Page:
Kontext: We wish to see... the typical attitude of the scientist who uses mathematics to understand the world around us.... In the solution of a problem... there are typically three phases. The first phase is entirely or almost entirely a matter of physics; the third, a matter of mathematics; and the intermediate phase, a transition from physics to mathematics. The first phase is the formulation of the physical hypothesis or conjecture; the second, its translation into equations; the third, the solution of the equations. Each phase calls for a different kind of work and demands a different attitude.<!--p.164

„Even if without the Scott's proverbial thrift, the difficulty of solving differential equations is an incentive to using them parsimoniously.“

—  George Pólya

Mathematical Methods in Science (1977)
Kontext: Even if without the Scott's proverbial thrift, the difficulty of solving differential equations is an incentive to using them parsimoniously. Happily here is a commodity of which a little may be made to go a long way.... the equation of small oscillations of a pendulum also holds for other vibrational phenomena. In investigating swinging pendulums we were, albeit unwittingly, also investigating vibrating tuning forks.<!--p.224

„As for the human race, so for the human child.“

—  George Pólya

Introduction
Mathematical Methods in Science (1977)
Kontext: In my presentation I... follow the genetic method. The essential idea... is that the order in which knowledge has been acquired by the human race will be a good teacher for its acquisition by the individual. The sciences came in a certain order; an order determined by human interest and inherent difficulty. Mathematics and astronomy were the first sciences really worth the name; later came mechanics, optics, and so on. At each stage of its development the human race has had a certain climate of opinion, a way of looking, conceptually, at the world. The next glimmer of fresh understanding had to grow out of what was already understood. The next move forward, halting shuffle, faltering step, or stride with some confidence, was developed upon how well the [human] race could then walk. As for the human race, so for the human child. But this is not to say that to teach science we must repeat the thousand and one errors of the past, each ill-directed shuffle. It is to say that the sequence in which the major strides forward were made is a good sequence in which to teach them. The genetic method is a guide to, not a substitute for, judgement.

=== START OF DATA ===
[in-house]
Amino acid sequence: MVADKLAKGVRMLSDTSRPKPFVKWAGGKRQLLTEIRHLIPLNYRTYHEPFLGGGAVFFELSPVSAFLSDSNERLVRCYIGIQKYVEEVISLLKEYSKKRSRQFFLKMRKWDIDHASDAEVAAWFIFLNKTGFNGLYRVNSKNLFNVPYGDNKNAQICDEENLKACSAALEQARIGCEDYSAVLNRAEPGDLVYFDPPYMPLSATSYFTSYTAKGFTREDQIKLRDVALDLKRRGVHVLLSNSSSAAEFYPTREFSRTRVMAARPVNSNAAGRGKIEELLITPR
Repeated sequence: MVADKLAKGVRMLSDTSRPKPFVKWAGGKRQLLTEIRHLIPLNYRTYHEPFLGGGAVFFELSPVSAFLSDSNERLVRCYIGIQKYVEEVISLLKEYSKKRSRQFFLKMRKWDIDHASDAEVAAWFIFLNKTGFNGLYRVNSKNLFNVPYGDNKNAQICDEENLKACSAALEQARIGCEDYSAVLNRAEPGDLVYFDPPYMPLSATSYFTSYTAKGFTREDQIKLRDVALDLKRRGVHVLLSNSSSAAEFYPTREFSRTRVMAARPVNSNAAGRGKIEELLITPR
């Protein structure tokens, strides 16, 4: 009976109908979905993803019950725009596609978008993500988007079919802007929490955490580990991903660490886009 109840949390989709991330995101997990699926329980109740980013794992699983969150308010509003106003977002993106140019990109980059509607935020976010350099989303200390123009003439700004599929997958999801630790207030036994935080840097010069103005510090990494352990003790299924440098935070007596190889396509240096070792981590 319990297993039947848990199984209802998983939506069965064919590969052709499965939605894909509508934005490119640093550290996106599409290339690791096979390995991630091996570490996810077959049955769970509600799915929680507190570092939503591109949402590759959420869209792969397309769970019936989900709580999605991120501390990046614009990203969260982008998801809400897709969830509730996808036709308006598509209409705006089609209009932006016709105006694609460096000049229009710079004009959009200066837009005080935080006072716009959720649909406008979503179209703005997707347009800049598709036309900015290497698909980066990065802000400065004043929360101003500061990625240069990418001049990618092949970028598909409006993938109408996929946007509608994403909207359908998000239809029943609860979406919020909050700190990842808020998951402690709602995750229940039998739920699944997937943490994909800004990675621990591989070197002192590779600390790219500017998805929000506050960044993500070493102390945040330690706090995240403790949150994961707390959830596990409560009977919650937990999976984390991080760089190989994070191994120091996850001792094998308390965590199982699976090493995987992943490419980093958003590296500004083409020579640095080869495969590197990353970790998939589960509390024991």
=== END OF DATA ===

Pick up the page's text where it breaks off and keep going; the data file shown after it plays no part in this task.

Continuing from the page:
„I… present also examples of historic interest, examples of real mathematical beauty“

—  George Pólya

Induction and Analogy in Mathematics (1954)
Kontext: I... present also examples of historic interest, examples of real mathematical beauty, and examples illustrating the parallelism of the procedures in other sciences, or in everyday life.